Last weekend I was visiting family in Baltimore, and I decided to take the train back. Normally I take MARC (Maryland Rail Commuter) service, but on nights and weekends, AMTRAC service between DC is all that is available.

A Penn Line train in Baltimore Union Station. This photo is from a less frenetic trip 🙂

Knowing that I would likely miss the train for the time closest to when I arrived at the station, I had already decided to wait out the hour or more gap until the next arrival. Upon reaching the ticket terminal, I noticed that I was still able to buy a ticket for the train that I was previously certain I would miss. Seeing that, I bought a ticket and rushed down the stairs. Train in sight, I went down.

Whatever train I was supposed to board was leaving at any second, and I knew that the number looked right, so I rushed as fast as I could to the train. The one other person on the other side of the platform, a conductor, yelled “This is not your train!” It was the only train in sight and I was pretty certain that it was mine, so I did the natural thing. I hopped on board, and decided to troubleshoot after.

I asked one or two people onboard if the train in fact went to Washington, and the consensus was yes. I plopped down in the dining lounge, and got back to work on my laptop. Eventually one of the conductors came by to apologize, and noted that because I had just bought a ticket, they could not see that I was supposed to board. Hearing this, I realized that their system must not be streaming in nature, but rather processing one batch driven report prior to boarding. In other words, they figure out who needs to be on the train, then keep selling tickets.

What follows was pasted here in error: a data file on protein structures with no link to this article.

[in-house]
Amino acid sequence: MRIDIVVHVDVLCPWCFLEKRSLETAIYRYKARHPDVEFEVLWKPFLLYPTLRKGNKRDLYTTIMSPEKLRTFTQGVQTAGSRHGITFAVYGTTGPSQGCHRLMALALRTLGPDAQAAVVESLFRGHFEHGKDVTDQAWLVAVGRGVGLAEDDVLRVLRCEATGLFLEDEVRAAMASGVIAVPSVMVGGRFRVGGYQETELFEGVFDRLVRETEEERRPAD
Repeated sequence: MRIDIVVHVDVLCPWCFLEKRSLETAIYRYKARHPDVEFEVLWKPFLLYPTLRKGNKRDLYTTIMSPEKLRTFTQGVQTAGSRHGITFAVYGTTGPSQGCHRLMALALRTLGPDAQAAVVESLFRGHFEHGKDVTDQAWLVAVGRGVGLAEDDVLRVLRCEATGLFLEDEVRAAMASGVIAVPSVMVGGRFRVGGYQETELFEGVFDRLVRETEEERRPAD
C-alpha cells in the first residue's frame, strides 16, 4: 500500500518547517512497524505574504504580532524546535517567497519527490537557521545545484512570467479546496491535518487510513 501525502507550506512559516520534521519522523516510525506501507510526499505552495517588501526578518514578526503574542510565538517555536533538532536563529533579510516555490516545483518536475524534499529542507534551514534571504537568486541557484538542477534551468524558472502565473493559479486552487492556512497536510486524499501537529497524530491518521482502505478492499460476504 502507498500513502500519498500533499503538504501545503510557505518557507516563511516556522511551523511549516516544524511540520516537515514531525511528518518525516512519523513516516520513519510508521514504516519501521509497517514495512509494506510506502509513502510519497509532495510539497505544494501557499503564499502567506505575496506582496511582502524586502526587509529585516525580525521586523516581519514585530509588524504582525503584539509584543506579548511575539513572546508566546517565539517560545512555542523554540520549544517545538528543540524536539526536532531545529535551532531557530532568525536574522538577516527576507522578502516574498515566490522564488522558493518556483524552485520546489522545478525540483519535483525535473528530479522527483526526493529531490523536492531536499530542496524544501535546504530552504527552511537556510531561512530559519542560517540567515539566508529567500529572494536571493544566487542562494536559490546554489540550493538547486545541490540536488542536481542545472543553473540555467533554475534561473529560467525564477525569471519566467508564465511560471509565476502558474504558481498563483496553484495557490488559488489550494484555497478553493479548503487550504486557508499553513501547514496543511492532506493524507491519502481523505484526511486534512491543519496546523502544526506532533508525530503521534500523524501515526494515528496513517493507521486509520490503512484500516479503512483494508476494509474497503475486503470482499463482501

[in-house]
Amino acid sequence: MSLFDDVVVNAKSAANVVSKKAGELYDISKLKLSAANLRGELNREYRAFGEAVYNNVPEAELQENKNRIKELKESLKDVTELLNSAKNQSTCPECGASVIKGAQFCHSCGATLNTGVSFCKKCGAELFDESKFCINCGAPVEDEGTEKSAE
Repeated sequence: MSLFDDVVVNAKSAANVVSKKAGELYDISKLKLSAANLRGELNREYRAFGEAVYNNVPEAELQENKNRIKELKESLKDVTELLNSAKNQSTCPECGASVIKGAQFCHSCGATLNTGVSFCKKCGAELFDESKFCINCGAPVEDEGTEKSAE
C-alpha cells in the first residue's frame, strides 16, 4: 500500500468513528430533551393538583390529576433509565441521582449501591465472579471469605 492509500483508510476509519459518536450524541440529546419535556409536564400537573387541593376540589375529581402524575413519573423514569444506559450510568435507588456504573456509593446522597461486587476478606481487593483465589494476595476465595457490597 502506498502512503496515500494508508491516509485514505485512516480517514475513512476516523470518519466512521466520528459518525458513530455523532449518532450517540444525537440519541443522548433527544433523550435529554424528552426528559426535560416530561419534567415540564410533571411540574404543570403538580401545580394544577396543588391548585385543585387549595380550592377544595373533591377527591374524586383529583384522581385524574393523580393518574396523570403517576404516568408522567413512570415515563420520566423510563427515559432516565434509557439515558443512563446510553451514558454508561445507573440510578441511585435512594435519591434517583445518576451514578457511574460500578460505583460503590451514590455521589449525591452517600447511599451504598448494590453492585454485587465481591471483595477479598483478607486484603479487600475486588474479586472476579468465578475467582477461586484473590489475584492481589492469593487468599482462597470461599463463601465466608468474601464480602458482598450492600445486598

Last-minute ticket sales are luckily not the norm. Most people do not buy a $47 dollar ticket for 39 miles of transit with four minutes till departure. However, systems should be designed for intuition, rather than having engineered barriers.

When I got home, I thought of the alternative. Imagine if my last minute purchase buzzed the conductor with my information, that way he could direct me onboard. These kinds of small, intuitive changes are totally possible with the technology that we have today, but it requires openness to change. What we have today mostly works, but fixes like what I suggest are the kinds of small changes that accumulate into a first-class customer experience.

 

Design is not destiny, but we should never accept mediocre systems for lack of aspiration.

 

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